Henri Gaudier-Brzeska (1891-1915)
Henri Gaudier-Brzeska (1891-1915)


Henri Gaudier-Brzeska (1891-1915)
signed with monogram (lower centre)
herculite resin
28½ x 36½ in. (72.4 x 92.7 cm.)
Carved in plaster relief in 1914; cast in herculite resin in an edition of 9 on behalf of H.S. (Jim) Ede by John W. Mills in June 1965.
H.S. (Jim) Ede, and by descent.
E. Pound, Gaudier-Brzeska A Memoir, London and New York, 1916, p. 130, no. 32, carved plaster illustrated.
H.S. Ede, A Life of Gaudier-Brzeska, London, 1930, p. 200, carved plaster illustrated.
H. Brodzky, Henri Gaudier-Brzeska, London, 1932, pp. 31-32, carved plaster illustrated opposite p. 98.
M. Levy, Gaudier-Brzeska Drawings and Sculpture, London, 1965, p. 30, no. 82, pl. 82, carved plaster illustrated.
R. Cole, Burning to Speak: The Life and Art of Henri Gaudier-Brzeska, Oxford, 1978, p. 93, no. 42, carved plaster illlustrated.
F. Koslow, 'The Evolution of Henri Gaudier-Brzeska's Boston Wrestlers Relief', Bulletin of Boston Museum of Fine Arts, 1981, pp. 38-49, another cast illustrated.
E. Silber, Gaudier-Brzeska Life and Art, London, 1996, pp. 266-267, no. 66, carved plaster illustrated.
London, Leicester Galleries, A Memorial Exhibition of the Work of Henri Gaudier-Brzeska, May - June 1918, no. 69, carved plaster exhibited.
Leeds, Temple Newsam, Roy de Maistre, Henri Gaudier-Brzeska, June - August 1943, no. 78, carved plaster exhibited.
London, Arts Council of Great Britain, Arts Council Gallery, Henri Gaudier-Brzeska, December 1955 - January 1956, no. 28, carved plaster exhibited.

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André Zlattinger
André Zlattinger

Lot Essay

The canvas upon which the plaster rests in the carved plaster relief of Wrestlers was first used by Gaudier-Brzeska in 1912, for an oil painting of a Whitechapel Jewish fruit-seller. In a letter to Sophie Brzeska on 28 October 1912, Gaudier refers to the painting as being 'hot in colour, with a dull red sky and exotic palm-like trees' (E. Silber, op. cit.). The painting, titled The Jewish Fruitseller, was detached from the relief in 1966 and is in Boston's Museum of Fine Arts, as is the carved plaster relief of Wrestlers.

The subject of Wrestlers was inspired by Gaudier's visit to a gym where he made sketches of the men: 'large shoulders, taut enormous necks like bulls, small in build, firm thighs, slender ankles, feet as sensitive as hands and not tall but they fight with a fantastic vivacity and spirit' (www.tate.org.uk). Cole writes, 'The relief was the culmination of a large number of drawings on this subject which gradually become more simplified. The treatment is essentially two-dimensional and is concerned to establish a rhythmic interrelation of shapes. The flat treatment of the hands, which is a further progression from earlier expressions of the same form, serve to accentuate the flow of lines in the two figures. There is little development of style in the design of the two heads, in comparison with the Embracers, but what is quite evident is that the proportion and natural physical organisation of the figure has been abandoned entirely in favour of the direct expression of the interrelationships of the subject. Consequently this work established a further step towards an original means of expression, in which the drawing and sculpture were one' (R. Cole, loc. cit.).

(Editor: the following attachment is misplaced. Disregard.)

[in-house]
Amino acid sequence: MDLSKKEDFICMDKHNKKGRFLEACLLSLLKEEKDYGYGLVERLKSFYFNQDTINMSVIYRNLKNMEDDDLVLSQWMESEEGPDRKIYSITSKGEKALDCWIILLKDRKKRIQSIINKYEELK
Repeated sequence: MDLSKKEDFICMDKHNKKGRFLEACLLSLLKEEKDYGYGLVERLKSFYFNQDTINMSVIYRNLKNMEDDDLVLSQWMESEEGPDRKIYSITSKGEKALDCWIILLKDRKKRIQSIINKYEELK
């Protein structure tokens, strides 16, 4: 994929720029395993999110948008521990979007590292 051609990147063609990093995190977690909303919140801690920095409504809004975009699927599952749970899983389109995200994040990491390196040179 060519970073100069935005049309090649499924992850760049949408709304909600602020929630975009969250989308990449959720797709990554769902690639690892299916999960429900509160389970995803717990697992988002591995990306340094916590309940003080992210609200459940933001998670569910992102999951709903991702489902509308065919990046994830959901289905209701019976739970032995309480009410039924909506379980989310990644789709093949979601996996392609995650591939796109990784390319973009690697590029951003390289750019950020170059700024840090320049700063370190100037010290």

Gaudier-Brzeska's linocut print of the same title and date originated from his work on the relief: 'The sculptural exercise of cutting the lino block presumably appealed to Gaudier, who based his design on a plaster relief of 1914 of the same subject ... Gaudier-Brzeska's interest in the subject of wrestlers seems to have arisen early in 1913 when he made numerous drawings from life at the London Wrestling Club off Fleet Street' (F. Carey and A. Griffiths, Avant-Garde British Printmaking 1914-1960, London, 1990, p. 45). The original lino block print and a proof impression was presented to the Victoria & Albert Museum, London, by Horace Brodzky in 1934.

There are herculite resin casts of Wrestlers in several public collections, including one in Tate, London; one in Musée National d'Art Moderne, Paris; and two casts in Kettle's Yard, Cambridge.

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